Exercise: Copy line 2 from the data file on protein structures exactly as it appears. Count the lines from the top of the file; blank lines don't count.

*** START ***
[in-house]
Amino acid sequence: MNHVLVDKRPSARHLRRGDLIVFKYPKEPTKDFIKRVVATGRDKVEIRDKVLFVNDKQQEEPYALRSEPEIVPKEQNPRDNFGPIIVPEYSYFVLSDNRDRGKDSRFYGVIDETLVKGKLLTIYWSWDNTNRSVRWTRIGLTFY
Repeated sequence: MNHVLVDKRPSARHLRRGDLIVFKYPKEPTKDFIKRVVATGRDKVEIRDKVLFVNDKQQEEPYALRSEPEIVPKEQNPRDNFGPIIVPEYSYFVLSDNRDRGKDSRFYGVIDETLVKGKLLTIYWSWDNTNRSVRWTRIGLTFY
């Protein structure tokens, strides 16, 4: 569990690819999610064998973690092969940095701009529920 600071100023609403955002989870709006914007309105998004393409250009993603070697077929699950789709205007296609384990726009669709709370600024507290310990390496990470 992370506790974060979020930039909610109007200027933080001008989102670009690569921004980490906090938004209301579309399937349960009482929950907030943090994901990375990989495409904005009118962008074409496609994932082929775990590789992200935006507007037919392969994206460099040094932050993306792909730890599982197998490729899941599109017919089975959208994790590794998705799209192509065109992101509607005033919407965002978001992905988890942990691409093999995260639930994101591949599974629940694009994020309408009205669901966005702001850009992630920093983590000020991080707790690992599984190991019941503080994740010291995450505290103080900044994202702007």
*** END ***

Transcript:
Amino acid sequence: MNHVLVDKRPSARHLRRGDLIVFKYPKEPTKDFIKRVVATGRDKVEIRDKVLFVNDKQQEEPYALRSEPEIVPKEQNPRDNFGPIIVPEYSYFVLSDNRDRGKDSRFYGVIDETLVKGKLLTIYWSWDNTNRSVRWTRIGLTFY